The two stand-outs from a betting perspective have to be Garcia and Rose, who are both worth following especially in the singles matches on the Sunday.

Garcia has won 18 of his 32 Ryder Cup matches with five halved matches, bringing his winning percentage to an impressive 64%; whereas Rose, fresh from winning gold in Rio for Team GB, has an extraordinary win ratio of 71% with nine wins, three defeats and two halved games in 14 matches.

USA Ryder Cup Team

Team USA will be lead by none other than Davis Love III, who becomes just the second American in history to get a second chance at captaining the side after losing their first Ryder Cup contest.

Love was in charge of the US team that succumbed to the ‘Miracle of Medinah’ in 2012 and he will be absolutely determined to atone for the heart-breaking defeat and ensure that there will be no heroics from the Europeans once again. 

He can also tap into a rich source of information via his star-studded vice-captain panel. On hand to offer their support are 1996 Open champion Tom Lehman, the vastly-experienced Steve Stricker and Jim Furyk, who has played in nine Ryder Cups over his illustrious career. Still bringing the star appeal is the one and only Tiger Woods.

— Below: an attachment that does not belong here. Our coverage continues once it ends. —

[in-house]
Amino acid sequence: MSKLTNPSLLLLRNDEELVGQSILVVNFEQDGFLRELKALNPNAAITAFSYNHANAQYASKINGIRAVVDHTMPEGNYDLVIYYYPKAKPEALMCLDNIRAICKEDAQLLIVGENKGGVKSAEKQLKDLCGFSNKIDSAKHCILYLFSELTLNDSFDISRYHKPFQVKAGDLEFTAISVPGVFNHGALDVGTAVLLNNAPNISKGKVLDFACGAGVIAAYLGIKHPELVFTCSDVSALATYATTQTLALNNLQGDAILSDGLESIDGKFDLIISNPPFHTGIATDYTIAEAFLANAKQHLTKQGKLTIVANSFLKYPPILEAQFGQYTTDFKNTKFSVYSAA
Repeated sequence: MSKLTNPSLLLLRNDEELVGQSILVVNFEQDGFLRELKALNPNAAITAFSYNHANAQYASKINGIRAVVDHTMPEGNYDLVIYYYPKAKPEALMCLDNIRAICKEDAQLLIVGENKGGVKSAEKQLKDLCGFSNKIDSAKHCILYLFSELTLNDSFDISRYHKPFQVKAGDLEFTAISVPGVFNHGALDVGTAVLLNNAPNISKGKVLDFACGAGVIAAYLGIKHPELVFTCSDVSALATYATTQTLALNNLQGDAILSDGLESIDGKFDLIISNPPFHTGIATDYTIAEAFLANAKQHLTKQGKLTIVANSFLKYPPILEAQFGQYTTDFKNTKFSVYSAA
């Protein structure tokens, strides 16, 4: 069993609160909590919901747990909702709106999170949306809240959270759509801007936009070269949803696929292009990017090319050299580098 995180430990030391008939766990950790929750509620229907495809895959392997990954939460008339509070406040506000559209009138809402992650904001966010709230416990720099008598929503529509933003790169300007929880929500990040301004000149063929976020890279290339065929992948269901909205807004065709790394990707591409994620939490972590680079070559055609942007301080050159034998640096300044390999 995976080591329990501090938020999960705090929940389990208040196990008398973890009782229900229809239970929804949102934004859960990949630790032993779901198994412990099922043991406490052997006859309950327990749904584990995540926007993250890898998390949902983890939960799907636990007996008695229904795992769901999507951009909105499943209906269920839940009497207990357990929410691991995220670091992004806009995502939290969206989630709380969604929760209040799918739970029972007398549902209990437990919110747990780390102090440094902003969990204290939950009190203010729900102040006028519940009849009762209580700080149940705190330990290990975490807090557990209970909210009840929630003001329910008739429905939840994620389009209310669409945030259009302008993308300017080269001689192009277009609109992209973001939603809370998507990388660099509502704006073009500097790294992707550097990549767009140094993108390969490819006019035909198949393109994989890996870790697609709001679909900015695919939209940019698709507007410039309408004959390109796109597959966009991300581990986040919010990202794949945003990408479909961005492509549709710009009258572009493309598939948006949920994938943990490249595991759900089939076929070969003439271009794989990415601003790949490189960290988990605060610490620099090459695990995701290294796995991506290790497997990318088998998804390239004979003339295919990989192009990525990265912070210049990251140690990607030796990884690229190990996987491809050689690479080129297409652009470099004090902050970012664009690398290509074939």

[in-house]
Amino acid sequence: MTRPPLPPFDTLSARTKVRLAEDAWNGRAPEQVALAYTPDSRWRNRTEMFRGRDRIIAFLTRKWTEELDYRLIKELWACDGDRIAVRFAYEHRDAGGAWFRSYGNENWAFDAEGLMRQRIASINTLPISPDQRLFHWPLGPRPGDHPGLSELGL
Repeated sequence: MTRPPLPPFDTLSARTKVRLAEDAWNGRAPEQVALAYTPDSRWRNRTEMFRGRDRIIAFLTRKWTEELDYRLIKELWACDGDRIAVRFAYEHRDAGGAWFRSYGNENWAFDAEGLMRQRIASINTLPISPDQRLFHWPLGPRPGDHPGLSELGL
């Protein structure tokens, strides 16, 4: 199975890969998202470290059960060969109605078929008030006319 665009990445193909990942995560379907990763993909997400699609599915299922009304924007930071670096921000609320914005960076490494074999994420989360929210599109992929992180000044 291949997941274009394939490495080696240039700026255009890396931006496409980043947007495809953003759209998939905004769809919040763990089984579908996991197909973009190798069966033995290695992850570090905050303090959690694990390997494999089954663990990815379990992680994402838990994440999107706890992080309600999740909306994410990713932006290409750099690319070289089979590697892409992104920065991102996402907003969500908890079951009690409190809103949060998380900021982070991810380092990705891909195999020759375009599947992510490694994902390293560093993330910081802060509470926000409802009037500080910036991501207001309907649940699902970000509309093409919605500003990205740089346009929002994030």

The 14-time major champion may be having his own personal battle with injuries but his influence will be invaluable over the course of the weekend.

Love has left it much later than his counterpart to name his captain’s picks, yet two-thirds of his squad is set in stone following The Barclays tournament. Home advantage was mentioned earlier as to why USA were the favourites, but what has also been factored in as well is the superiority in experience. 

At the time of writing, Brooks Koepka is the only rookie and in Phil Mickelson, they have a legend who is taking part in his 11th Ryder Cup.

Two-time major champion Jordan Spieth will be getting a lot of attention, but the one to watch out for is Patrick Reed, who excelled in his first Ryder Cup two years ago with three wins and a halved match. A possible weak-spot to keep an eye on, too, is Brandt Snedeker. His mental strength has been called into question in the past and with just a 33% win ratio in the Ryder Cup, he could be the first to crack under any building pressure. 

About Mark Scott

Mark Scott is a contributor for Golf365, which has all the latest from tour events plus news, features and betting tips.